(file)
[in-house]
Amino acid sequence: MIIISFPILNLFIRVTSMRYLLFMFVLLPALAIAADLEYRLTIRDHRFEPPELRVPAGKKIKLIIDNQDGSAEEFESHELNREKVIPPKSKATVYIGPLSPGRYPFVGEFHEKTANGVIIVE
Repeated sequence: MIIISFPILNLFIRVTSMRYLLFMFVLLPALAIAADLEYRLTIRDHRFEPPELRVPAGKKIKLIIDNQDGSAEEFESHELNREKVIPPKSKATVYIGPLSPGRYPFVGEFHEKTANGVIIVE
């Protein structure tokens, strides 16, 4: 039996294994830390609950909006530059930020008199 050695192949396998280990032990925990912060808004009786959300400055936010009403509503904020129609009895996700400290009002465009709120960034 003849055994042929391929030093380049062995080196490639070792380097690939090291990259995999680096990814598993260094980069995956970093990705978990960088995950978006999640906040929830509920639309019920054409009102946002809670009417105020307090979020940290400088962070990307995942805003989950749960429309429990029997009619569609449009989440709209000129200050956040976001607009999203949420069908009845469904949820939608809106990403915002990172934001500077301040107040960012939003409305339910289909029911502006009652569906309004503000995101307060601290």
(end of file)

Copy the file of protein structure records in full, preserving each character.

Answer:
[in-house]
Amino acid sequence: MIIISFPILNLFIRVTSMRYLLFMFVLLPALAIAADLEYRLTIRDHRFEPPELRVPAGKKIKLIIDNQDGSAEEFESHELNREKVIPPKSKATVYIGPLSPGRYPFVGEFHEKTANGVIIVE
Repeated sequence: MIIISFPILNLFIRVTSMRYLLFMFVLLPALAIAADLEYRLTIRDHRFEPPELRVPAGKKIKLIIDNQDGSAEEFESHELNREKVIPPKSKATVYIGPLSPGRYPFVGEFHEKTANGVIIVE
């Protein structure tokens, strides 16, 4: 039996294994830390609950909006530059930020008199 050695192949396998280990032990925990912060808004009786959300400055936010009403509503904020129609009895996700400290009002465009709120960034 003849055994042929391929030093380049062995080196490639070792380097690939090291990259995999680096990814598993260094980069995956970093990705978990960088995950978006999640906040929830509920639309019920054409009102946002809670009417105020307090979020940290400088962070990307995942805003989950749960429309429990029997009619569609449009989440709209000129200050956040976001607009999203949420069908009845469904949820939608809106990403915002990172934001500077301040107040960012939003409305339910289909029911502006009652569906309004503000995101307060601290």